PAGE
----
Cucumbers are another typical southern garden crop. Many gardeners, myself included, grow cucumbers and each year, the crop is cut short by stems drying up.
Cucumbers are a member of the Cucurbit family, which include Cantaloupe, Pumpkin, Squash, and Watermelon. In general, each of these crops have similar growing requirements, diseases and pest enemies.
Cucumber varieties for pickling recommended for my Zone 9 area are: Calypso, Carolina, County Fair 87, Homemade, Little Leaf or National. Slicing recommendations are Ashley, Burpless, Dasher II, Poinsett 76, Straight Eight, Sweet Slice or Sweet Success. You can find the varieties for your area by contacting your county extension agent, or a Master Gardener.
Plant Cucumbers with Radishes, Corn, Beans, Peas, Carrots or Beets to enhance the growth of all these plants together. Don’t plant near Cabbage, Cauliflower, Lettuce, Pole Beans or Tomatoes, as these will inhibit growth.
Tips for Planting Cucumber
Plant Cucumber in April, after the soil has warmed. Soil must be at least 65 degrees for germination, and 70 degrees is better. Cucumbers like full sun. Plant seeds about 1″ deep, and 6-12″ apart. Plant with Black-Eyed Susan and Lupine to attract pollinator insects.
I grow Cucumbers on a vertical trellis, 8 feet wide and 6 feet tall. Some suggest a trellis tilted at a 45 degree angle, in order to let cucumbers hang down and be more visible, and to shade plants below. That sounds like a good idea; I have noticed that Cucumbers can hide extremely well in the leaves, and grow larger than best recommendations. This year, I will try the angled trellis idea.
Another trellis idea, if you are short on space, is to make a cylinder of strong wire instead of a straight trellis, and plant the Cucumber around the circumference of the trellis.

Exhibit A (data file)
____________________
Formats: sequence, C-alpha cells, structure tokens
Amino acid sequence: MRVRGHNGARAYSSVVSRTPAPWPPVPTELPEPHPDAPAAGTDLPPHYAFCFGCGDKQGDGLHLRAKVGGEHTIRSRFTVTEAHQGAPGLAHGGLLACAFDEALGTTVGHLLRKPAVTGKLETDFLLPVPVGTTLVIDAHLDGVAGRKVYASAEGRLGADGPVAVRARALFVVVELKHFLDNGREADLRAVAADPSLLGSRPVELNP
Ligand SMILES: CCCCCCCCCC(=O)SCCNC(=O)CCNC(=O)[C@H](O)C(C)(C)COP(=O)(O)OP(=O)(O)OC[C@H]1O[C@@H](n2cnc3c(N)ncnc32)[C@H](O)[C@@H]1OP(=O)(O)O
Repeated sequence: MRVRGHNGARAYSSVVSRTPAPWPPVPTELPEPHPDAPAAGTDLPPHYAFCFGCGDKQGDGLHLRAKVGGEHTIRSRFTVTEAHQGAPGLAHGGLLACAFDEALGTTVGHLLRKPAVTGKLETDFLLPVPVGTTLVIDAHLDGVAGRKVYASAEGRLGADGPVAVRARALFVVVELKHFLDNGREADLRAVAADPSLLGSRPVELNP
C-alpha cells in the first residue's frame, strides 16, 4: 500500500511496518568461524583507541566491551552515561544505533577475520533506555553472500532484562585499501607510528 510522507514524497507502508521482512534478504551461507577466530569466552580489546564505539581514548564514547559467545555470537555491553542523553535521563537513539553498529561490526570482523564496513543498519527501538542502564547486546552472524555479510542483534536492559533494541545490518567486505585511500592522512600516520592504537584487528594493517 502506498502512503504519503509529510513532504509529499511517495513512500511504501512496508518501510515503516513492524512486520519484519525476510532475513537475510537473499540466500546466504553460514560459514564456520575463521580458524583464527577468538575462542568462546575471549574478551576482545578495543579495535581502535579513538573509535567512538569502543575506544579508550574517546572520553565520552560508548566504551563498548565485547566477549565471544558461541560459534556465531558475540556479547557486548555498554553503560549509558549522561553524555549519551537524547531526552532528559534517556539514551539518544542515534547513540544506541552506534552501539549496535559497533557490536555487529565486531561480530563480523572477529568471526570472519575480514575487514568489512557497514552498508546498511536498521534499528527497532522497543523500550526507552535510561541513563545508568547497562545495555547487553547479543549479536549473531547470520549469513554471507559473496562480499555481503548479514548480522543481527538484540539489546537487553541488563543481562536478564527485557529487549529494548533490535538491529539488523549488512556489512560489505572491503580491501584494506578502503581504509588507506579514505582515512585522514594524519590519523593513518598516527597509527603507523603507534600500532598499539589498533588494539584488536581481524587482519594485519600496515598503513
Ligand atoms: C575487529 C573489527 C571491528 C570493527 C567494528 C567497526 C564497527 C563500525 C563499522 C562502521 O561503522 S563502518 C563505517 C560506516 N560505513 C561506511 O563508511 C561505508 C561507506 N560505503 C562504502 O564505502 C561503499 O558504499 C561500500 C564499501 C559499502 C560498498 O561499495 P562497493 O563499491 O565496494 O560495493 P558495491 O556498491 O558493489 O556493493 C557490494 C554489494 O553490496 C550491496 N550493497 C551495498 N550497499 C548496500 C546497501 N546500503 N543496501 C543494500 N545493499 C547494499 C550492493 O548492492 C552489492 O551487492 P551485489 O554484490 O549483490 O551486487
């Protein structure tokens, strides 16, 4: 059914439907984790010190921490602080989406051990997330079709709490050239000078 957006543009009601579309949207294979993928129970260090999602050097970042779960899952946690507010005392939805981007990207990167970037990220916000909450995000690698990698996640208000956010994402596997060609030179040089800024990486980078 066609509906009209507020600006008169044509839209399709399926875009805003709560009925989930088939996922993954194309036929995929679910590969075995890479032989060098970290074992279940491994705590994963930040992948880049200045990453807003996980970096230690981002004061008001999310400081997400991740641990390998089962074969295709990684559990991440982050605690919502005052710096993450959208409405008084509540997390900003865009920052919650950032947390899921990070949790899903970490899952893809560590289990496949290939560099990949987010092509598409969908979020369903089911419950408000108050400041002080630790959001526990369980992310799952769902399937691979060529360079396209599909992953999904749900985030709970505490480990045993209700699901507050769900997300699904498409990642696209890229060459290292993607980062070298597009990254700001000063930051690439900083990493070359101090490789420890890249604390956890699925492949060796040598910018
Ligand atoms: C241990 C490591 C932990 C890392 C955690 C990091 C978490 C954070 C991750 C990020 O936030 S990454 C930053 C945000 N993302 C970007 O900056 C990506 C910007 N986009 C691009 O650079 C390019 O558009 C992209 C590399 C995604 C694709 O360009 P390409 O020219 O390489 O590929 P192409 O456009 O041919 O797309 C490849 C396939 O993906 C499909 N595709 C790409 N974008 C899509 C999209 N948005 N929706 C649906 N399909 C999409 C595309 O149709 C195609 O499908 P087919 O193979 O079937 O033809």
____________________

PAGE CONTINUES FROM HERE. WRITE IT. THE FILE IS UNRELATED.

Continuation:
If you don’t use compost, fertilize with a low Nitrogen, High Potassium and Phosphorus fertilizer once at planting, and once when the plants begin blooming. Water consistently, at the base of the plant. And here’s a tip: spray with sugar water to attract more bees for pollination. Each Cucumber plant has both male and female flowers. Male flowers appear first, then the female flowers. You can recognize the female flowers because they have what looks like a small cucumber at the base of the flower.
In Texas, the growing season is long enough that you can plant a second crop after the first has begun producing.
There are two types of cucumbers: vining and bush. Bush is better suited for container or small-space gardens. Bush varieties include Bush Champion, Parks Bush Whopper, Pickle Bush, Pot Luck, Salad Bush and Spacemaster. Vining cucumbers such as Burpee Hybrid, County Fair 83, Dasher 11, Liberty Hybrid, Saladin, Slice Master Hybrid, Slice Nice, Sweet Slice or Sweet Success produce more cucumbers.
Pests that attack Cucumbers are the Cucumber Beetle, Squash Bugs, Slugs or Aphids. My worst problem is with Cucumber Beetles, which carry a disease that makes the whole plant wilt and die.
You can deter these insects by planting Cucumber with Dill, Radish, Tansey, Nasturtium, Mint, Sage, Rosemary, Thyme, Hyssop, Chamomile, Oregano, Zinnia or Marigolds. Plant Catnip, Buckwheat or Borage to attract beneficial insects. Soldier Beetles, Braconid Wasps and the Tachinid Fly attack the beetles; Nematodes underground attack the larvae. Row covers for bush varieties can be used to stop the moths responsible for Cucumber Beetles; kaolin clay can be used for the climbing varieties. If you use row covers, you must remove them for a time to allow the bees to pollinate the flowers
Harvest depends on the type of cucumber. Pickling cucumbers are harvested when they are 2 inches long. Dills are picked when they are 4-6 inches long, and Slicing cucumbers are picked when they are 6-8″ long. Lemon Cucumbers are round, and have a longer harvest season. Be sure to pick Cucumbers when they are green; if they turn yellow, they are overripe. Check daily; don’t let the cucumbers get yellow; pick when they are immature, and an even green color all around. Continue picking so that the plant will continue producing cucumbers.
After the harvest, what do you do with your Cucumbers? Tell the community what recipes or tips you have for serving the harvest below in the comments.